A final few thoughts. The movie is presented in a 4:3 aspect ratio (meaning shitty black bars on both sides of the screen) for pretentious reasons. Martian Manhunter is in this, despite adding nothing and the "reveal" of whom he's been disguised as all this time not jibing at all with that character's past behavior. Also, his introduction completely undermines what had up to that moment been a nice scene between Martha and Lois discussing their shared grief (Why? Why couldn't those two have genuinely had that nice, heartfelt moment together? Why did he have to be disguised as one of them?) for Clark. Snyder actually had the balls to stick another stupid "Knightmare" scene at the end of the movie, and while it's not at all a good scene, either in terms of the current film or the future of the franchise, I can't help but kind of admire his dedication to such a stupid bit. Jared Leto's Joker is in that scene, and while he's still kind of annoying, especially his dumb wheezing laugh, there's no doubt he's far better than he was in SS. Oh, and it's four hours long.

Philosophy, Religion & Society / Re: President Joe Biden
« on: March 19, 2021, 08:33:37 PM »
Are we seriously having a discussion on whether or not Biden is putting out weird green-screen productions instead of just speaking with journalists like normal?

Arts & Entertainment / Re: Superhero Movies & Comics General
« on: March 16, 2021, 03:21:10 AM »
I am astonished to report that Zack Snyder's Justice League is doing pretty well on RT so far. (The Metacritic score is a bit more negative, but then it almost always is.) I wasn't expecting anything unironically good from Snyder, especially not after a few leaked clips revealed some of this movie's appalling edgelord dialogue and laughable CGI, and I'm still not, frankly. I have no doubt it's better than the anodyne theatrical cut, as many of the reviews point out, but does that actually make it a good movie? I guess we'll find out soon enough.

Arts & Entertainment / Re: Just Watched
« on: March 12, 2021, 10:03:40 PM »
They wanted you to believe, as Wanda did, that this was somehow really her brother. What better way than by casting Peters? Yes it's a tease, but it's an artful, clever tease.

But nobody thought that this was really Wanda's brother, because he was clearly the X-Men Pietro and not the MCU Pietro. I don't think even Wanda actually believed he was her brother. By that point in the show, she had begun to accept the artificial nature of her world and her role in creating it. I'm not sure what sense it even makes in-universe that Agatha had to go with a "recast" of Pietro, anyway. She could use magic to control this guy and give him super speed, but couldn't make him look like the actual Pietro? Even though we see her change her appearance, showing that she's perfectly capable of that kind of magic?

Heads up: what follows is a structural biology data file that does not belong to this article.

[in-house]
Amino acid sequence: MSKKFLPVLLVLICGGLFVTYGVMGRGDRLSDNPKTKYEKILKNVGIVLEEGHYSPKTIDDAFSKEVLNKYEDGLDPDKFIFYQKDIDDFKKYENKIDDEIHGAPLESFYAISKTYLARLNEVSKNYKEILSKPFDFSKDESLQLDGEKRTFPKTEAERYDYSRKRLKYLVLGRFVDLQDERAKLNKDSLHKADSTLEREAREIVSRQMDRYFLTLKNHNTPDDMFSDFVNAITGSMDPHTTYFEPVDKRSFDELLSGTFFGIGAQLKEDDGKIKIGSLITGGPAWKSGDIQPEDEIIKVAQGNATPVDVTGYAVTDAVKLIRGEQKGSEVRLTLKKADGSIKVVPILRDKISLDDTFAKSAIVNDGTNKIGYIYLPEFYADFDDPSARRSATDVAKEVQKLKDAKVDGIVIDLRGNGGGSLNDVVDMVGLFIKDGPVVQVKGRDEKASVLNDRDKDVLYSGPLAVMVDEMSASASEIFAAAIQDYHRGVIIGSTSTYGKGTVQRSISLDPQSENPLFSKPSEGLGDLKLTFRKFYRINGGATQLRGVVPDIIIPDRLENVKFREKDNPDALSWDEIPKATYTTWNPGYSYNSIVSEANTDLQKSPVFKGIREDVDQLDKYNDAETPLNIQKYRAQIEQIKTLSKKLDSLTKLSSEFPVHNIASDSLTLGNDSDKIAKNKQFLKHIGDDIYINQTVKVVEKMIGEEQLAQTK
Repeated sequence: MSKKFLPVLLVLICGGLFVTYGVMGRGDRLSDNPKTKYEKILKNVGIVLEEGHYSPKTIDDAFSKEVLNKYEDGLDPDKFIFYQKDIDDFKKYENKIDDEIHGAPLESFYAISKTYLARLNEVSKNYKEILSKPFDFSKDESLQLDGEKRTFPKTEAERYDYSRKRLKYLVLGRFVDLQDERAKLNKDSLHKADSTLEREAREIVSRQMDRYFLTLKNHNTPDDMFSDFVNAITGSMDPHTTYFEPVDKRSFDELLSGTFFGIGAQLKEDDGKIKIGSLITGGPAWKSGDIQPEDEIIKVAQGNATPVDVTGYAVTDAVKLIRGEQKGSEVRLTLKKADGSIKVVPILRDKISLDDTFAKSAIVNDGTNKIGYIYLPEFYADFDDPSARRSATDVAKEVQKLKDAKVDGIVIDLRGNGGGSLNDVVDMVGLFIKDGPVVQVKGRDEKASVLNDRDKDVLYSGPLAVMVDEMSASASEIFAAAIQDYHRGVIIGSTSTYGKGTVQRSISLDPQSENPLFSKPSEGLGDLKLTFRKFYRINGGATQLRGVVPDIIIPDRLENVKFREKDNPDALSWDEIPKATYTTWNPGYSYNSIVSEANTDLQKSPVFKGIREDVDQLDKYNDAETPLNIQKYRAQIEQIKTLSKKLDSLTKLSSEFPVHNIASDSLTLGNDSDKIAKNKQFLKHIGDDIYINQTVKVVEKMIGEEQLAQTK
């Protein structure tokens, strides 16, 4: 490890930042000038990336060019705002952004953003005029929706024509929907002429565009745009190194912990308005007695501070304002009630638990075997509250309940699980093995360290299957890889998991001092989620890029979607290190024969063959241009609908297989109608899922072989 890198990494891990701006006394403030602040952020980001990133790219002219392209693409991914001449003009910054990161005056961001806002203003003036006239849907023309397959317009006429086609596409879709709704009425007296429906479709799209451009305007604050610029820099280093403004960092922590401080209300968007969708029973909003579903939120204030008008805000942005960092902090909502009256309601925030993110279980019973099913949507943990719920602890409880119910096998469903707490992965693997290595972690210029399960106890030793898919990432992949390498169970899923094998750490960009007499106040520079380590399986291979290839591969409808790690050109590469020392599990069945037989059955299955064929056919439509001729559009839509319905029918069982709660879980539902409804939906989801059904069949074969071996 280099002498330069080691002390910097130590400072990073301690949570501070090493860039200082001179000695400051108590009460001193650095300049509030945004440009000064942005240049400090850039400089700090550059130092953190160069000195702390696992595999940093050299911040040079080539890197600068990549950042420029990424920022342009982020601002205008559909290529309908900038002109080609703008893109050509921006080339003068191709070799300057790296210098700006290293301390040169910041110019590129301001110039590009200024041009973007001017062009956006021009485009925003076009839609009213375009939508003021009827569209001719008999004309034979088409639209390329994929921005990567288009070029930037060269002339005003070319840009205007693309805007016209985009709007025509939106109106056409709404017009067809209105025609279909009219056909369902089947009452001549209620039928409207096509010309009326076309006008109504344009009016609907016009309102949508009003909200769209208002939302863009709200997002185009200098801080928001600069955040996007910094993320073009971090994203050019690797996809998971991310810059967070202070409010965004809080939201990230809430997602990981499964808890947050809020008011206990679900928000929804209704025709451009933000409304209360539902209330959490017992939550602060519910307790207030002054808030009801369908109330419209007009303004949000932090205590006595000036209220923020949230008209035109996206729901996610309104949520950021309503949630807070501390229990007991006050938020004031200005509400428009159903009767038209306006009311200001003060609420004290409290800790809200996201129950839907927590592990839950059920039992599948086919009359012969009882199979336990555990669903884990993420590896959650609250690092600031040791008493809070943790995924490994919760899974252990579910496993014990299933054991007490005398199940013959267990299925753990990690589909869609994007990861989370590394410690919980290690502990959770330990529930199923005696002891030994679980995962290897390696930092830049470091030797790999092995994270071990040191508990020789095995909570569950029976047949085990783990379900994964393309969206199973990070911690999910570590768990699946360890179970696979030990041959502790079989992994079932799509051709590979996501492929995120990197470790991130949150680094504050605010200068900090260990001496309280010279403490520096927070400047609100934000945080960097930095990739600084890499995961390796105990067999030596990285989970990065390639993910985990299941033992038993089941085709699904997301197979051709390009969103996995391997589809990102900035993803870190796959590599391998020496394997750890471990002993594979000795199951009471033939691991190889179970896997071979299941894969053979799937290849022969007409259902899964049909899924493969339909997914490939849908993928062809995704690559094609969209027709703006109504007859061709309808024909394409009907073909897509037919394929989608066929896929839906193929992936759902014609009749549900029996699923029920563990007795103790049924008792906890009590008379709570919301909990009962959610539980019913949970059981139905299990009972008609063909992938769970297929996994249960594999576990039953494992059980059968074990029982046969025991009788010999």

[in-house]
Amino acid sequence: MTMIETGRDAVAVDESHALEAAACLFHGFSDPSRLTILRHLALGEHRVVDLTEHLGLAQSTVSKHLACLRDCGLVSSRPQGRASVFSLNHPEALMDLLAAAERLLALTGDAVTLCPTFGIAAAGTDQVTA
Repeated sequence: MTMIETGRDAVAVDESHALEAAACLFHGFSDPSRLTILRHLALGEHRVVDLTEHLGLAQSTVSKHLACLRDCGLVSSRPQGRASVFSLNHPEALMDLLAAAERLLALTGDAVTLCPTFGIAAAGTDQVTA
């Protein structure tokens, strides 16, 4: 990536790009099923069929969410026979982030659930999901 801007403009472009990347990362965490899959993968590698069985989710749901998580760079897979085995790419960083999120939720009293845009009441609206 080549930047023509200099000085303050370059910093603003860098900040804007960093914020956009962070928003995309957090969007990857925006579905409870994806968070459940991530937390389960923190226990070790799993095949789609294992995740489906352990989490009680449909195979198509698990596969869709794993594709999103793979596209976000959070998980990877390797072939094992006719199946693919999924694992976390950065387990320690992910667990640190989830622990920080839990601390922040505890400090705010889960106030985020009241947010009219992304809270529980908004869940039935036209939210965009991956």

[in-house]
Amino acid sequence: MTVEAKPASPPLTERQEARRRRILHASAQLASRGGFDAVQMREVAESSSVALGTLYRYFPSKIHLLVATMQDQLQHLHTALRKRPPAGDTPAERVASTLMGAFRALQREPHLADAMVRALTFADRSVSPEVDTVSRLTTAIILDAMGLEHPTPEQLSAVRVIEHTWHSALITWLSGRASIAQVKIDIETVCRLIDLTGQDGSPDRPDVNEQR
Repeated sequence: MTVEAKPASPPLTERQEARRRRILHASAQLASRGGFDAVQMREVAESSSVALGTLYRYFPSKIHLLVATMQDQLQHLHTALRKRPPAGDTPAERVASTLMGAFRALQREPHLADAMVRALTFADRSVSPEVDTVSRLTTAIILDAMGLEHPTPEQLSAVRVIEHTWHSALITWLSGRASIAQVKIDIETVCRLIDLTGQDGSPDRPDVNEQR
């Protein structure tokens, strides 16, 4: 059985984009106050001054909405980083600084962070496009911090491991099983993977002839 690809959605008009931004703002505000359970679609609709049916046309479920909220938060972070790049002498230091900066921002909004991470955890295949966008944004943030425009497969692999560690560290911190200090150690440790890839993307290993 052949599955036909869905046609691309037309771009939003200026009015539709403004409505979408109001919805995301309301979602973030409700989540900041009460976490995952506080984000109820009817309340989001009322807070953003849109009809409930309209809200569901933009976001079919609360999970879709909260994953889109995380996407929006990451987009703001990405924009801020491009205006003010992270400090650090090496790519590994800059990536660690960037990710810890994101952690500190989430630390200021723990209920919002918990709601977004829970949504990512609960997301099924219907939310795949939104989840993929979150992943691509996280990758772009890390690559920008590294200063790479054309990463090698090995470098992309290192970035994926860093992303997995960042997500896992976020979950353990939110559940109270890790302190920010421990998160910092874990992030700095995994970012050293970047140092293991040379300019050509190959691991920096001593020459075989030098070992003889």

Arts & Entertainment / Re: Just Watched
« on: March 07, 2021, 05:11:00 AM »
Oh, and Monica's "They'll never know what you sacrificed" line left a very bad taste in my mouth. As if Wanda was a hero who just saved the day and everyone should be grateful to, rather than the person who was responsible for the whole horrible situation to begin with. You don't praise someone for "sacrificing" something that they never should have had to begin with. Monica taking on the role of Wanda's constant apologist throughout the show made no sense - she didn't know Wanda, and had no more reason to assume good faith on her part than anyone else did - and neither did the show's portrayal of her as inherently heroic and morally correct for doing so. It's so weird. The show knew that what Wanda did was monstrous and portrayed it as such, but at the same time, it demonized the character that put the most effort into stopping her and lionized the character that mindlessly defended her.

Arts & Entertainment / Re: Just Watched
« on: March 06, 2021, 04:31:42 AM »
And now WandaVision is all over. It was good for the most part. I do still think that much of the technobabble and expository dialogue was unnecessary, especially in the fourth episode, and in general that the show was at its weakest when it was most conventional and "MCU-like," so to speak. I wanted more quiet, poignant scenes between Wanda and Vision, less quipping and expository technobabble. More Kathryn Hahn, less Kat Dennings. More "Ship of Theseus" philosophical musings, less extravagant CGI battles.

I also really disliked the show's presumption that Hayward was a villain for wanting to kill Wanda - not just a jerk, but an actual villain who needed to be physically defeated and sent to jail - and that the other side characters were totally right to defend Wanda and stop him from killing her. It's such blatant protagonist-centered morality. We in the audience like Wanda and don't want her to be killed, but that doesn't mean anything in-universe, where the only thing the characters know is that Wanda is holding a town full of people prisoner via a powerful and dangerous magic spell. Why was it so morally wrong to try and kill Wanda? Why did the show portray that as such an inherently villainous act? In fact, why was Hayward even arrested at the end, anyway? Did he ever actually break the law or do something that wasn't simply his job?

Pietro being played by Evan Peters was a bullshit fake-out on the show's part, and I'm not using spoiler tags for that because of how inconsequential the role proved to be. They knew what they were implying by casting him as Pietro, and if they weren't willing to follow through with it, they shouldn't have cast him.

Philosophy, Religion & Society / Re: President Joe Biden
« on: February 21, 2021, 04:50:29 AM »
Trump is gone.

This thread is about Biden.

America chose Biden and all I see is apologists for Biden.

America chose Biden because the alternative was Trump. That the alternative was far worse is not irrelevant to the question of how we can justify Biden's election. Biden has said and done plenty of dumb and immature things, but there's no comparison between him and Trump there. There's no comparison between any well-known politician and Trump there. Also, I love how you took a picture of Biden playing Mario Kart with his grandkid and somehow got "Biden plays Mario Kart all day!" out of it.